After running an experienced line-up in 2020 - featuring second year duo Liam Lawson and Max Fewtrell, backed up by a rookie who has gone on to lead the Championship with PREMA Racing, Dennis Hauger - it was a little surprising that Hitech Grand Prix opted to go the other way in 2021.
Choosing an extremely promising, but inexperienced trio of rookie drivers, which include two Red Bull rookies and the youngest second year on the grid, was a move away from the prior two seasons.
The decision was largely fuelled by their increased partnership with Red Bull, but Oliver Oakes was extremely excited by the talent that the Formula 1 academy handed him, with Jak Crawford and Ayumu Iwasa both impressive in pre-season testing. While the Hitech team boss also backed his team to turn Roman Stanek – still only 17-years-old - into a frontrunner.
So how have the trio fared in the first half of the season? We spoke with Oakes to get his view on their performances and where they can still improve…
Eyebrows were raised when a 15-year-old driver debuted in post-season testing at Barcelona last year, with many on social media exclaiming that Jak Crawford was too young for this level. But the American felt otherwise, and more importantly, so did Red Bull and Oakes.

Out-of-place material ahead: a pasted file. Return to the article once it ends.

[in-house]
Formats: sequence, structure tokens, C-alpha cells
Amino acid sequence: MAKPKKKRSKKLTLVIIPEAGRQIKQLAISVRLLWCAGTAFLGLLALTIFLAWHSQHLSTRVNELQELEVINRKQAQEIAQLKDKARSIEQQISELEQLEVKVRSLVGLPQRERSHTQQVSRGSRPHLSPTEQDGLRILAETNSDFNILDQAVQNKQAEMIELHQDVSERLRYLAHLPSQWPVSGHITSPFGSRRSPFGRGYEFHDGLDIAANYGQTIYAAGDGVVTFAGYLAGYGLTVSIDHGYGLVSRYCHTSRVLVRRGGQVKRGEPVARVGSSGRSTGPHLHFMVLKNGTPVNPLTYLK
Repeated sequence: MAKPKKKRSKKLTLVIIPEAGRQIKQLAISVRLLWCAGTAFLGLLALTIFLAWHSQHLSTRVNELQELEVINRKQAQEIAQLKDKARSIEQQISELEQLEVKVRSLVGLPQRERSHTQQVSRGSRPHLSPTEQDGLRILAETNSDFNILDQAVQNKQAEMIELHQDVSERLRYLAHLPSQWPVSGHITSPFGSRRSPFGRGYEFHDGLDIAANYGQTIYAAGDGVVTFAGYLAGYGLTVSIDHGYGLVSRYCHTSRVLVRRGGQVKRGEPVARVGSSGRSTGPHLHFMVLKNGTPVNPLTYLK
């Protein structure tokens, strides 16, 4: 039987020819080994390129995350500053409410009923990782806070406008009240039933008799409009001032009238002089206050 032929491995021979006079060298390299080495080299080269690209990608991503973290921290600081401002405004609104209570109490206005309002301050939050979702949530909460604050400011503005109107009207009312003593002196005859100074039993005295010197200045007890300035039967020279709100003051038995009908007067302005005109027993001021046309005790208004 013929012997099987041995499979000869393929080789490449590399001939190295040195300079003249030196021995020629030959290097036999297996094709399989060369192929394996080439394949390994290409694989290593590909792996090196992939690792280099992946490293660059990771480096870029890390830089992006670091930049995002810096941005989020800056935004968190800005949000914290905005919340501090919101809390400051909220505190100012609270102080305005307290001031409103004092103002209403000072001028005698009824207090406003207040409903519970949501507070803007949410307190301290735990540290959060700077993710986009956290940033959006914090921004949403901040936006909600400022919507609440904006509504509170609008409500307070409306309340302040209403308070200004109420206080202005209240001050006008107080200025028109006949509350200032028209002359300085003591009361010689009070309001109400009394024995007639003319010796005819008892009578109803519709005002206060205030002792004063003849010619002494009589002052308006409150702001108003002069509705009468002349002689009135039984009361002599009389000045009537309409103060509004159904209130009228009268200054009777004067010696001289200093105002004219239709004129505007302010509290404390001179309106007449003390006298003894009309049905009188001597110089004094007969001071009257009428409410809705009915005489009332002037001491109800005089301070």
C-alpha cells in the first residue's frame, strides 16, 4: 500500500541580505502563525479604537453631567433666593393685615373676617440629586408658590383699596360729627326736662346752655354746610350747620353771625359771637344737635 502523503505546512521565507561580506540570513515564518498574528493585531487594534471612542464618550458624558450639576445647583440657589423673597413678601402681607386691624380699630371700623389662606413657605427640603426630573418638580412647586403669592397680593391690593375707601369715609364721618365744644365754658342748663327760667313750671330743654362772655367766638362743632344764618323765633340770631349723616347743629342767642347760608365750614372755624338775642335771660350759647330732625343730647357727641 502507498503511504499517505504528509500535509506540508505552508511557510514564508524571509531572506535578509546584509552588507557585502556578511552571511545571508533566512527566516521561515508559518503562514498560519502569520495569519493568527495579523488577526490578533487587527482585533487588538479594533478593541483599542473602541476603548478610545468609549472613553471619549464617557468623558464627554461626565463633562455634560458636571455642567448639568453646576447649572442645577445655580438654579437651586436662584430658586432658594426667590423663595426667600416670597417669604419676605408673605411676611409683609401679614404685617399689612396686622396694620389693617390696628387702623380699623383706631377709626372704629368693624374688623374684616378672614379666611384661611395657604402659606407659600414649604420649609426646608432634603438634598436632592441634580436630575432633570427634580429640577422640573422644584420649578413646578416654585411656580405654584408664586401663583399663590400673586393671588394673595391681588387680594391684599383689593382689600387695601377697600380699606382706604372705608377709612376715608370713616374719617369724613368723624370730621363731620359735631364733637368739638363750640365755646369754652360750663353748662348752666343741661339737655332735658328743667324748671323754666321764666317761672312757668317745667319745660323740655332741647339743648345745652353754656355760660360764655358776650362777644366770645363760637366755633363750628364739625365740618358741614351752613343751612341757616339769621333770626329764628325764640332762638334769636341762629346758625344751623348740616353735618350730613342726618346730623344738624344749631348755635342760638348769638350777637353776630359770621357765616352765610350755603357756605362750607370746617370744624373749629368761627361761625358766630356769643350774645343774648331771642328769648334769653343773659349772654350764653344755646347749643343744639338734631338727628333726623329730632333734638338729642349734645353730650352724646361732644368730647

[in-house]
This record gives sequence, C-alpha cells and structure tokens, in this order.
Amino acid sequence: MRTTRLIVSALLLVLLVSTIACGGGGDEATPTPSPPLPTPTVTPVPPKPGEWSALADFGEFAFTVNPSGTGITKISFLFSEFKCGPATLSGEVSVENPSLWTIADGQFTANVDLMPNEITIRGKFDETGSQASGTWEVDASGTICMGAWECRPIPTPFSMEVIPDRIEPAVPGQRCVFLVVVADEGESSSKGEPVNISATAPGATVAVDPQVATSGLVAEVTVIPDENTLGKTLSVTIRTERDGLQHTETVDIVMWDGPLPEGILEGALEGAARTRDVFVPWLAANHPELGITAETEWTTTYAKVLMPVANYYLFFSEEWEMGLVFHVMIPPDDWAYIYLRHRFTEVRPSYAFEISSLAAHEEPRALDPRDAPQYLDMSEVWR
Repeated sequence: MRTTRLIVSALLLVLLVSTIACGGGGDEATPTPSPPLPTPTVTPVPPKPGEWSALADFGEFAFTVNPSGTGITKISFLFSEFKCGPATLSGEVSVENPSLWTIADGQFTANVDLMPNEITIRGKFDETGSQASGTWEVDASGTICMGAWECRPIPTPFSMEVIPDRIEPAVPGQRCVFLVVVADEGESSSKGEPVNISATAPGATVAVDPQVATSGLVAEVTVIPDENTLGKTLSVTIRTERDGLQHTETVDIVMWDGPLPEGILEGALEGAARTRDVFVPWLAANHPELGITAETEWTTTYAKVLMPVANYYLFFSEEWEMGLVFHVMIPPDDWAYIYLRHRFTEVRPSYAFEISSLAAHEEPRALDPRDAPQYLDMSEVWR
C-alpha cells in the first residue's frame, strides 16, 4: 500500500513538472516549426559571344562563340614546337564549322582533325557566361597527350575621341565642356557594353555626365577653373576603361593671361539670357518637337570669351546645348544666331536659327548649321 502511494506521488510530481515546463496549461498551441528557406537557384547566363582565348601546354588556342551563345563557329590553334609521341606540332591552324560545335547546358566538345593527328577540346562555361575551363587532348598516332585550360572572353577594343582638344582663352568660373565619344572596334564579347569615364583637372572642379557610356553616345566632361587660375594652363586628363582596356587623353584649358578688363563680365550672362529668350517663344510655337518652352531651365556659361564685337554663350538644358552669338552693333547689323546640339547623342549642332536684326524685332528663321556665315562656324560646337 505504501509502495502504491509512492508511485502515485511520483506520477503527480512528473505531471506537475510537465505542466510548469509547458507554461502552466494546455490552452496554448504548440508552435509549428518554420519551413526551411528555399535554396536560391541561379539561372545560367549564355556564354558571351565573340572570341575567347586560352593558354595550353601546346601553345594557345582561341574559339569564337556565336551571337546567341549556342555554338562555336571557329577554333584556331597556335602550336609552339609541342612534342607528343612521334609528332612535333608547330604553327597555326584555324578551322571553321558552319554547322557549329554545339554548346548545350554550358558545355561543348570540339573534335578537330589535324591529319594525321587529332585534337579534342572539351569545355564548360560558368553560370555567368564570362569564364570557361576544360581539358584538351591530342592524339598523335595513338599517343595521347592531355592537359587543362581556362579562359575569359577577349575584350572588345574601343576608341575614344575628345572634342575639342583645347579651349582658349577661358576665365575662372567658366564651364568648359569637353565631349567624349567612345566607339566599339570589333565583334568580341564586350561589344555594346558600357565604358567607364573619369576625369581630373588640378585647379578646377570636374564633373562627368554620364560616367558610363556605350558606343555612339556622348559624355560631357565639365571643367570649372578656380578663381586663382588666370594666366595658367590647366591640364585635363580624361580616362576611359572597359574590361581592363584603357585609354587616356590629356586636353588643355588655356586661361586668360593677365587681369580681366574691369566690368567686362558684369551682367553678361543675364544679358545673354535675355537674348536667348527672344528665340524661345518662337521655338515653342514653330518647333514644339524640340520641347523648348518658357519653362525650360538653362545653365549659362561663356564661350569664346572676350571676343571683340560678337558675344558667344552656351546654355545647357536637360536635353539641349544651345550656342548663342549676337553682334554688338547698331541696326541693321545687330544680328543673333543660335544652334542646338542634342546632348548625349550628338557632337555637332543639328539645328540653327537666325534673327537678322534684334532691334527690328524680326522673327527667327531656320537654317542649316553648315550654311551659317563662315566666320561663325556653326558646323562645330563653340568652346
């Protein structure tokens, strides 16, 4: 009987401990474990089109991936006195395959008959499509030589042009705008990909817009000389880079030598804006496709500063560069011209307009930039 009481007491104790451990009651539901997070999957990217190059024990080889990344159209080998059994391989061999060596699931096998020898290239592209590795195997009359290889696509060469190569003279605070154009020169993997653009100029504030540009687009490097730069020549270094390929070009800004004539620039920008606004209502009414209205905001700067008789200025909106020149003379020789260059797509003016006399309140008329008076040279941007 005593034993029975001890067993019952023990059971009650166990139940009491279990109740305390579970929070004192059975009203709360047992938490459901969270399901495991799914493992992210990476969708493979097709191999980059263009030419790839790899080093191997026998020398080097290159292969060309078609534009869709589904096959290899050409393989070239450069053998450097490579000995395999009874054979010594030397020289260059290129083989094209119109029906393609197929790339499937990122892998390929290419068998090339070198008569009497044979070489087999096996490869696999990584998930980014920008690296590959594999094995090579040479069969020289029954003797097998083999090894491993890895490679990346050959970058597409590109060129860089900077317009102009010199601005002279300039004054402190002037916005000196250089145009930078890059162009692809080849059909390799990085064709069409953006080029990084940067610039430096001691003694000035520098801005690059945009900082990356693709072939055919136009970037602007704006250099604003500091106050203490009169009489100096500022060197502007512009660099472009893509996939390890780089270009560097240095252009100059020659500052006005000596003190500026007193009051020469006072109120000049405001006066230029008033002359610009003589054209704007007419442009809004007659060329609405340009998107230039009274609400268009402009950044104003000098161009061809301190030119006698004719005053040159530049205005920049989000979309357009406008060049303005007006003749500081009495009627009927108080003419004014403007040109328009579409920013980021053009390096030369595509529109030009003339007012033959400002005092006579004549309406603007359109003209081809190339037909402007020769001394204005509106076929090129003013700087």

“People always comment online about who gets what opportunity in testing and a lot of people were asking how Crawford got that chance at 15, but I think that he thoroughly proved that he deserved it,” asserted Oakes.
“Jak is a huge talent. When people think of 15-year-olds, they probably think of their own kids at home who aren’t in sport, but I think anyone who is competing at a level in a sport from a young age, whether that be motorsport, football or whatever, they are not 15, they are already acting like they are 20, 21-years-old, and that is the case with Jak.
“The only difference is that you are worrying about how they will get to places because they are not old enough to drive yet, but he is pretty mature considering his age.”
Crawford impressed at testing and punched in a number of top 10 worthy times, but he knew that things would be harder under the pressure and the spotlight of a race weekend.